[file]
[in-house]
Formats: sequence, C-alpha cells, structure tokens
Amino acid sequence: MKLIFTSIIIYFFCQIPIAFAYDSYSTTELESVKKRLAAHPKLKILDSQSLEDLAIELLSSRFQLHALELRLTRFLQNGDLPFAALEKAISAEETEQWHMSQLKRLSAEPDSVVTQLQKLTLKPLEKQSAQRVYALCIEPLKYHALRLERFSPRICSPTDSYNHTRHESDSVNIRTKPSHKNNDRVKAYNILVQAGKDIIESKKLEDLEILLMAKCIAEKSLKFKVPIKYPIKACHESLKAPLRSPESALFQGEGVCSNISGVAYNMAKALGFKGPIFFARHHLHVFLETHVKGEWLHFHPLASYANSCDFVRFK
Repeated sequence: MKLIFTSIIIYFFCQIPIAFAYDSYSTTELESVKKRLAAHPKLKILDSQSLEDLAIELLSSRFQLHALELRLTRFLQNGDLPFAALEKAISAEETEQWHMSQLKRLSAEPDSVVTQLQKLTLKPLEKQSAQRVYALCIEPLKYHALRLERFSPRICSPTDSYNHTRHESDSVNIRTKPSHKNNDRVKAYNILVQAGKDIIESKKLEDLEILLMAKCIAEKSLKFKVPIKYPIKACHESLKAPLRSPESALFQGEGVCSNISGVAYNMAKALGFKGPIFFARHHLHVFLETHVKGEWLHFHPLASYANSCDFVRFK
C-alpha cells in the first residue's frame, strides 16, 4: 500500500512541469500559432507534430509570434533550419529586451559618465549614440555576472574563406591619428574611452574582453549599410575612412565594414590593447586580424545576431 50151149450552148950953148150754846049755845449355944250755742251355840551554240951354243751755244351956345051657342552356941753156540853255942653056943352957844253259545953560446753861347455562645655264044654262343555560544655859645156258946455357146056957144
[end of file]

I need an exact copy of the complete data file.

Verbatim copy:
[in-house]
Formats: sequence, C-alpha cells, structure tokens
Amino acid sequence: MKLIFTSIIIYFFCQIPIAFAYDSYSTTELESVKKRLAAHPKLKILDSQSLEDLAIELLSSRFQLHALELRLTRFLQNGDLPFAALEKAISAEETEQWHMSQLKRLSAEPDSVVTQLQKLTLKPLEKQSAQRVYALCIEPLKYHALRLERFSPRICSPTDSYNHTRHESDSVNIRTKPSHKNNDRVKAYNILVQAGKDIIESKKLEDLEILLMAKCIAEKSLKFKVPIKYPIKACHESLKAPLRSPESALFQGEGVCSNISGVAYNMAKALGFKGPIFFARHHLHVFLETHVKGEWLHFHPLASYANSCDFVRFK
Repeated sequence: MKLIFTSIIIYFFCQIPIAFAYDSYSTTELESVKKRLAAHPKLKILDSQSLEDLAIELLSSRFQLHALELRLTRFLQNGDLPFAALEKAISAEETEQWHMSQLKRLSAEPDSVVTQLQKLTLKPLEKQSAQRVYALCIEPLKYHALRLERFSPRICSPTDSYNHTRHESDSVNIRTKPSHKNNDRVKAYNILVQAGKDIIESKKLEDLEILLMAKCIAEKSLKFKVPIKYPIKACHESLKAPLRSPESALFQGEGVCSNISGVAYNMAKALGFKGPIFFARHHLHVFLETHVKGEWLHFHPLASYANSCDFVRFK
C-alpha cells in the first residue's frame, strides 16, 4: 500500500512541469500559432507534430509570434533550419529586451559618465549614440555576472574563406591619428574611452574582453549599410575612412565594414590593447586580424545576431 50151149450552148950953148150754846049755845449355944250755742251355840551554240951354243751755244351956345051657342552356941753156540853255942653056943352957844253259545953560446753861347455562645655264044654262343555560544655859645156258946455357146056957144